A POS system and software can make or break your operation. For every software vendor pushing a program, there are many hidden fees and misleading statements. It might seem like all programs have the same characteristics. Then, the price could be your only consideration. However, it shouldn’t be. There is a big difference from one bar POS system to the next.
A solid POS system must include all the apps, software and hardware needed to record and process sales and print receipts, such as cash drawers, computers, and printers. This combination of software and hardware can be hard to operate with, especially if you have a small bar, because owners tend to assume the system will work with any old computer or printer. Always make sure you’ve read the contract in full and ask questions.
9. Offer Menu Specials & LTOs
Do you have a unique special that brings everyone round come happy hour? No? It’s time to get one. This is a product your bar will become known for and start attracting clientele. Being known for a signature dish is a great way to get local guests and visitors to come to your location and experience what you’re known for.
Also don’t be afraid of creating rotating menus for varying seasons, or creating limited-time offer menu items. This will create a sense of urgency and increased value of your restaurant as items that you offer aren’t available whenever guests want it. This is, of course, a balance with having reliable menu items, so make sure you have your staples available year-round – especially your signature dish.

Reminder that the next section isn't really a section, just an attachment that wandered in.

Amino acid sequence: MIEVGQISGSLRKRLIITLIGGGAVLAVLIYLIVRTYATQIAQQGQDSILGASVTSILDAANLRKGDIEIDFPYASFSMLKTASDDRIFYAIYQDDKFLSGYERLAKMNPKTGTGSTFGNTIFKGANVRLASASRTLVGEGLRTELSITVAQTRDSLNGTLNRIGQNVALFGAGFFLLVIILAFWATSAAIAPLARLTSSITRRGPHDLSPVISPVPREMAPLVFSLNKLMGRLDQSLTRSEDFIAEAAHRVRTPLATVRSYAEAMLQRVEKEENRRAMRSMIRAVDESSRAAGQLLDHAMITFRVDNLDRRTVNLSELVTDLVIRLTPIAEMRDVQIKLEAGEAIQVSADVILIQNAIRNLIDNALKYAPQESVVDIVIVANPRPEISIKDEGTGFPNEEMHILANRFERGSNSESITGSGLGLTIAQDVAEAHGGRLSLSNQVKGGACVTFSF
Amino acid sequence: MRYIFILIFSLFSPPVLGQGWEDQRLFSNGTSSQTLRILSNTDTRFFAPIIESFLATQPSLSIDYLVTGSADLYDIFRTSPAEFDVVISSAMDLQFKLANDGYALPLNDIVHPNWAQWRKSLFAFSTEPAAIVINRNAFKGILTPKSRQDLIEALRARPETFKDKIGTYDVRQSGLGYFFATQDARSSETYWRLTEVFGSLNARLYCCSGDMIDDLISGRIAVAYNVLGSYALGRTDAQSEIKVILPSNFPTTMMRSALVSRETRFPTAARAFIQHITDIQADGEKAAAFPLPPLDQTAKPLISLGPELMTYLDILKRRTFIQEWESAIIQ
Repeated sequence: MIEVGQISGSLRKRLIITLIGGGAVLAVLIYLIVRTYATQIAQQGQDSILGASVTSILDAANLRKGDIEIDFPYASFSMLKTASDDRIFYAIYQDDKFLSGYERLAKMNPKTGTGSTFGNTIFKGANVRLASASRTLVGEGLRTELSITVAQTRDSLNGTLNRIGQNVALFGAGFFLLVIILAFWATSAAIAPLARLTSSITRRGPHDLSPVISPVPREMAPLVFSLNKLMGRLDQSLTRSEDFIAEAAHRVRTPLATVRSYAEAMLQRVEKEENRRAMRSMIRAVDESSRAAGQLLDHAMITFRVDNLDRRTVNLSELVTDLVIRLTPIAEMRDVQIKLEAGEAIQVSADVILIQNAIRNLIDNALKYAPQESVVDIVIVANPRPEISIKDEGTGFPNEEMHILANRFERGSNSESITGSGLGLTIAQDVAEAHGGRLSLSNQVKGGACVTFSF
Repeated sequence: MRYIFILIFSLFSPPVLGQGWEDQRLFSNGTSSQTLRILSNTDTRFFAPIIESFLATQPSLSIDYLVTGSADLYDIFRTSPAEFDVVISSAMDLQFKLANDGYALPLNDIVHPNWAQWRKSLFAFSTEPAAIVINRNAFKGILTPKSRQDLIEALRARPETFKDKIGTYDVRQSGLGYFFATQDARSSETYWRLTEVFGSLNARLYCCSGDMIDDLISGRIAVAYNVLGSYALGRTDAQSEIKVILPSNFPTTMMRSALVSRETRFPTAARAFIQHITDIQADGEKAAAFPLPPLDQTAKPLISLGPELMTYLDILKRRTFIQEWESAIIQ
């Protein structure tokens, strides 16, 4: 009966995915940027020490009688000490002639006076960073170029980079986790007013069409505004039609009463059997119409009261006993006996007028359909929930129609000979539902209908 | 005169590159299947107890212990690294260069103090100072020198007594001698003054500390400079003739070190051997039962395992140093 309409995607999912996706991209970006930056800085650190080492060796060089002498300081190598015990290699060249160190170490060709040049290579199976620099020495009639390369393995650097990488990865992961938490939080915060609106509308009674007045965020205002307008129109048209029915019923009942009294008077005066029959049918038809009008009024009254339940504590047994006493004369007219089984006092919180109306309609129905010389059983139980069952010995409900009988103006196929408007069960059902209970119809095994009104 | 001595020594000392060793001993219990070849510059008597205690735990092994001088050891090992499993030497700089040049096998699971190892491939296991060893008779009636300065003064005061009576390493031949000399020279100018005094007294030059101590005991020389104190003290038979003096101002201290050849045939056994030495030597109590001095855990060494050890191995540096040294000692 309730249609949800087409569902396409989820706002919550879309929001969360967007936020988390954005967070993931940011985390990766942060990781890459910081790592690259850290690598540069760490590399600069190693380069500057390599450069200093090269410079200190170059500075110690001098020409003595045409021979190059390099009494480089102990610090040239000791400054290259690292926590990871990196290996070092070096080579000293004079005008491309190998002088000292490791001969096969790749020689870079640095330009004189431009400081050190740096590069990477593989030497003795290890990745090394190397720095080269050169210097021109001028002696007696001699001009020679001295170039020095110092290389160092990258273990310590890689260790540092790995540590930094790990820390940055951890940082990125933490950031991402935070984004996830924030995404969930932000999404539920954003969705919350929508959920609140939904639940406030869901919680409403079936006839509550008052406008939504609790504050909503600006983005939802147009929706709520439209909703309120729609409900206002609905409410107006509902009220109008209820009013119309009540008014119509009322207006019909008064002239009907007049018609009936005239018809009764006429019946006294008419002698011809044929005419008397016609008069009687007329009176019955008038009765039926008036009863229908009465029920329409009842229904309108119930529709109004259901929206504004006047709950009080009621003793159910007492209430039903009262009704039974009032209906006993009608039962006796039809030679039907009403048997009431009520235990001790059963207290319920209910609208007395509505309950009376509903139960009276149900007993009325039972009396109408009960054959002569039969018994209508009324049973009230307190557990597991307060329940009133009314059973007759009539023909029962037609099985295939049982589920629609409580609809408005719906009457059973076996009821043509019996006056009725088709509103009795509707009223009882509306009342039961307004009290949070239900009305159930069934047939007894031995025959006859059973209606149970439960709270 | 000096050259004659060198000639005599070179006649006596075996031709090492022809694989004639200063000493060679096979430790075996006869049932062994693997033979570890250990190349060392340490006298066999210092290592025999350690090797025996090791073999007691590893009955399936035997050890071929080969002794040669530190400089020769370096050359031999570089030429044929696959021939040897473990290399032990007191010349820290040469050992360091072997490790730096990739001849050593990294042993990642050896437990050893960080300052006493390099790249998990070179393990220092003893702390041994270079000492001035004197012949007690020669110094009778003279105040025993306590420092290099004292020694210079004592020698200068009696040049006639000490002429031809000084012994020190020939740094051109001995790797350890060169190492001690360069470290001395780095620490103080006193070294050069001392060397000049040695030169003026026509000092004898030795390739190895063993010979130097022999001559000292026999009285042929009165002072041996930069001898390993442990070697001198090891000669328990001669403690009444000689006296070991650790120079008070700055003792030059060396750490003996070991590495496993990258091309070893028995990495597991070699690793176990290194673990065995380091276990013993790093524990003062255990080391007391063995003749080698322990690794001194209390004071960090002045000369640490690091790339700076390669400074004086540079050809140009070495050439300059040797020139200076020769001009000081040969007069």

10. Turnover vs. Quality
You have to choose one over the other. Low prices and lots of guests or high prices and high quality for that lucky select few. Your profits can increase either way as long as you do your math right.
This comes down to knowing who your real guests are and what they can afford mixed with what your restaurant’s theme is and what you want to be. Being a dive bar but selling drinks and food at a fine-dining establishment is a recipe for disaster. Meanwhile, you don’t want to undervalue and undersell your food. While keeping your prices low will be enticing to guests, how much is it affecting your bottom line?
Research your market, do a little math, and see what makes the most sense for your restaurant.